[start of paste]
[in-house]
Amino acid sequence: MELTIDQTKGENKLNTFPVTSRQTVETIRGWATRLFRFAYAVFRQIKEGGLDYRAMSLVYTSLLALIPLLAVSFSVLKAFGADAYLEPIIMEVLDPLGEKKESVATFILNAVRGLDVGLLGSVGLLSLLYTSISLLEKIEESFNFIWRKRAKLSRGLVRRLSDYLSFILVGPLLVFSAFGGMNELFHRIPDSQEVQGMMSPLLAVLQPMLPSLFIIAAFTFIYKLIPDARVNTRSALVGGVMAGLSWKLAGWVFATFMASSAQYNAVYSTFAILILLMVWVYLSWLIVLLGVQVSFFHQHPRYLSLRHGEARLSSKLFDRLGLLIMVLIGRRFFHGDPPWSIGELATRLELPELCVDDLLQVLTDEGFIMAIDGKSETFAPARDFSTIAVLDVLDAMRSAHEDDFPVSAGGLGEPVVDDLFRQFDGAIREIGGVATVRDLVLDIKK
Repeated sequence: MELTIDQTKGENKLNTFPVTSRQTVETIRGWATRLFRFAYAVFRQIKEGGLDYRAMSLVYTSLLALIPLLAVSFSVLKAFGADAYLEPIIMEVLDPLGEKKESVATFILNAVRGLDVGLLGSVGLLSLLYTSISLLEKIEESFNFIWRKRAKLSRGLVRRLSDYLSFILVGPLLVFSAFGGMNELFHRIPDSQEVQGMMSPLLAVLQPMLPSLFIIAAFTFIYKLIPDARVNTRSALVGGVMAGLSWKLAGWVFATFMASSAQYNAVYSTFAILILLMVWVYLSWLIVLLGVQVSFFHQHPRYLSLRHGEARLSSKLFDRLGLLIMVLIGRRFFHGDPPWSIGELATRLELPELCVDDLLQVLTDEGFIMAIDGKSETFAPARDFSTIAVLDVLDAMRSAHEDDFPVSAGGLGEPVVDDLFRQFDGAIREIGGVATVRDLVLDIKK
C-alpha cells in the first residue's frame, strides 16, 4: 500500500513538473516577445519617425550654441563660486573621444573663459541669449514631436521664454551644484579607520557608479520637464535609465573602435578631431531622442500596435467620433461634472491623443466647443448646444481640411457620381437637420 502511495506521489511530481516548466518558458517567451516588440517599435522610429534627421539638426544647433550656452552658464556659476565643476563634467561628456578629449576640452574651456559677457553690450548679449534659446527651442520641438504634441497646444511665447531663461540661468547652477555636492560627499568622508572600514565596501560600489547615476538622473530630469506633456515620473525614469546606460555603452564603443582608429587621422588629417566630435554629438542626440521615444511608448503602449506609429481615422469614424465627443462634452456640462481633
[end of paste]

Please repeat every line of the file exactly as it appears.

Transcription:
[in-house]
Amino acid sequence: MELTIDQTKGENKLNTFPVTSRQTVETIRGWATRLFRFAYAVFRQIKEGGLDYRAMSLVYTSLLALIPLLAVSFSVLKAFGADAYLEPIIMEVLDPLGEKKESVATFILNAVRGLDVGLLGSVGLLSLLYTSISLLEKIEESFNFIWRKRAKLSRGLVRRLSDYLSFILVGPLLVFSAFGGMNELFHRIPDSQEVQGMMSPLLAVLQPMLPSLFIIAAFTFIYKLIPDARVNTRSALVGGVMAGLSWKLAGWVFATFMASSAQYNAVYSTFAILILLMVWVYLSWLIVLLGVQVSFFHQHPRYLSLRHGEARLSSKLFDRLGLLIMVLIGRRFFHGDPPWSIGELATRLELPELCVDDLLQVLTDEGFIMAIDGKSETFAPARDFSTIAVLDVLDAMRSAHEDDFPVSAGGLGEPVVDDLFRQFDGAIREIGGVATVRDLVLDIKK
Repeated sequence: MELTIDQTKGENKLNTFPVTSRQTVETIRGWATRLFRFAYAVFRQIKEGGLDYRAMSLVYTSLLALIPLLAVSFSVLKAFGADAYLEPIIMEVLDPLGEKKESVATFILNAVRGLDVGLLGSVGLLSLLYTSISLLEKIEESFNFIWRKRAKLSRGLVRRLSDYLSFILVGPLLVFSAFGGMNELFHRIPDSQEVQGMMSPLLAVLQPMLPSLFIIAAFTFIYKLIPDARVNTRSALVGGVMAGLSWKLAGWVFATFMASSAQYNAVYSTFAILILLMVWVYLSWLIVLLGVQVSFFHQHPRYLSLRHGEARLSSKLFDRLGLLIMVLIGRRFFHGDPPWSIGELATRLELPELCVDDLLQVLTDEGFIMAIDGKSETFAPARDFSTIAVLDVLDAMRSAHEDDFPVSAGGLGEPVVDDLFRQFDGAIREIGGVATVRDLVLDIKK
C-alpha cells in the first residue's frame, strides 16, 4: 500500500513538473516577445519617425550654441563660486573621444573663459541669449514631436521664454551644484579607520557608479520637464535609465573602435578631431531622442500596435467620433461634472491623443466647443448646444481640411457620381437637420 502511495506521489511530481516548466518558458517567451516588440517599435522610429534627421539638426544647433550656452552658464556659476565643476563634467561628456578629449576640452574651456559677457553690450548679449534659446527651442520641438504634441497646444511665447531663461540661468547652477555636492560627499568622508572600514565596501560600489547615476538622473530630469506633456515620473525614469546606460555603452564603443582608429587621422588629417566630435554629438542626440521615444511608448503602449506609429481615422469614424465627443462634452456640462481633